• Can’t automatically rebalance your portfolio. Financial advisers require time and discussions to manually adjust your portfolio.

Robo-advisor vs. financial adviser: fees

Fees for using a robo-advisor or human adviser vary based on the company you go with — and even vary among human advisers.
Top-level private advisers, for example, tend to charge a lot more than beginning or standard firm advisers. Some companies charge fees that reflect a percentage of your assets, while others may impose an annual or initial investment fee.
Still, robo-advisors are typically more affordable than human advisers. Here’s what you’ll pay for automated advisers through big-name providers.

Options or portfoliosMinimum investmentAnnual percentage or fee
VanguardIncludes a personal human adviser for the best of both worlds$50,0000.30%
Charles SchwabInvestor ratio$00%
BettermentAdd-on human adviser option$100.25%
WealthfrontAdvanced Indexing for accounts of $500,000+$5000.25%
Assets management human adviserHuman management$01.25% to 1.75%
Fee-only human adviserHuman managementVaries$1,000 to $5,000

Robo-advisor vs. financial adviser: Which one should I choose?

Robo-advisors work well for basic portfolios that aren’t overly complex. They are also helpful if you’re on a budget, typically offering lower fees than human advising services.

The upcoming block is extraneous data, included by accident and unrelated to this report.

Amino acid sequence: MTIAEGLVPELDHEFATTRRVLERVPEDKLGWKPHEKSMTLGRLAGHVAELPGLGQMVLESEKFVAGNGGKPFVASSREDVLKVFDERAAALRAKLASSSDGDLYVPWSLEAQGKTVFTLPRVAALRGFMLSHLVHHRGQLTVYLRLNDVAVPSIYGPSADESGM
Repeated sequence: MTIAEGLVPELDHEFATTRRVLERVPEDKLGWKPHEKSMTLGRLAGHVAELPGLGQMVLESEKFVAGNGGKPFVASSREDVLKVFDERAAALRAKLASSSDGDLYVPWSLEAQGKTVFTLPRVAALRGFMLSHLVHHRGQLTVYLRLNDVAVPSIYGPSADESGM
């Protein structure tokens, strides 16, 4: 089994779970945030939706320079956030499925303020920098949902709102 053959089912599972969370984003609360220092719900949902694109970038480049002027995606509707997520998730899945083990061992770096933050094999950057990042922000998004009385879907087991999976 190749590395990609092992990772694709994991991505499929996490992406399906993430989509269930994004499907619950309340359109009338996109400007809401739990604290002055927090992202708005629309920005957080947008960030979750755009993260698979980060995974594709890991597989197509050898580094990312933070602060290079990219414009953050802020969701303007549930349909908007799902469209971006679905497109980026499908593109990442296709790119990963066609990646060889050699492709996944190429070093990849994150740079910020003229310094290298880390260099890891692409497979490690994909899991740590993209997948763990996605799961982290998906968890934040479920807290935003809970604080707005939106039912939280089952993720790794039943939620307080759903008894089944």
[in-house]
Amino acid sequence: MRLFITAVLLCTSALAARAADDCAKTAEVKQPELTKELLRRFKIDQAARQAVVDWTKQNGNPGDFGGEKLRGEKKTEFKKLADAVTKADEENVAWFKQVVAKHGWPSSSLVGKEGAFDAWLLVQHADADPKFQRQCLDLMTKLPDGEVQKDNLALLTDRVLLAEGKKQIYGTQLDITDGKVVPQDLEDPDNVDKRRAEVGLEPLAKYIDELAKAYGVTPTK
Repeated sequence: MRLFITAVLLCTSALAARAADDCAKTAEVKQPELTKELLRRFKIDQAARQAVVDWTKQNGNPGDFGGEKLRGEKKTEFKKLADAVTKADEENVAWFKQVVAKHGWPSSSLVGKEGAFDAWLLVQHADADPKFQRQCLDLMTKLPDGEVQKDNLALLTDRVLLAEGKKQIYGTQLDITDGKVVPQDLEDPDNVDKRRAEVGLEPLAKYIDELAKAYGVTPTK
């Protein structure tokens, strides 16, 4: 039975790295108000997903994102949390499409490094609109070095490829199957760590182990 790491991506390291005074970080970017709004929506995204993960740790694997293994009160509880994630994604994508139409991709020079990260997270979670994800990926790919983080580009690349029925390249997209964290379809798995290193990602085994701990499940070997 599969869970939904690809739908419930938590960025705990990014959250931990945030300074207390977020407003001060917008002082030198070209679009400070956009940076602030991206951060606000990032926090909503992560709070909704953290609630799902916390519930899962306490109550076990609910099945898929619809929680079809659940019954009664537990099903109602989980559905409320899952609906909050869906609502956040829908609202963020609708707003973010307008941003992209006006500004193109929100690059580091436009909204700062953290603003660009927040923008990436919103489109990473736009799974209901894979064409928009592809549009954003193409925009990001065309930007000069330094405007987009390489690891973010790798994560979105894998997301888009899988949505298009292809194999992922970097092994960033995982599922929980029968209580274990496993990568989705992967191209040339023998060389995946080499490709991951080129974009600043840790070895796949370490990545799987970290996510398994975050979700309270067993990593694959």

But if you have a sizable investment, complex investment goals or simply prefer to do business face to face, a human advisor might be a better fit. Financial advisors are more flexible and adaptive than robo-advisors, and they can help you with various financial goals. So if your long-term financial goals extend beyond a diversified portfolio, consider a human advisor. Your portfolio’s size should also factor into this decision: If you’ve got assets of six figures or more, a human may be your better bet.
That said, there are situations in which using both a robo- and human advisor may be advantageous. As your portfolio grows, so will your goals. Hedging your bets and splitting your investments between an algorithm-driven service and a human advisor could help diversify your interests.

Compare robo-advisors

1 - 5 of 7
Name Product Available asset types Stock trade fee Minimum deposit Signup bonus
Vanguard Personal Advisor
Stocks, Mutual funds, ETFs
Financial advice powered by relationships, not commissions.
SoFi Automated
Stocks, Cryptocurrency
Put your money to work. Let SoFi build and manage a portfolio for you. Pay zero SoFi management fees.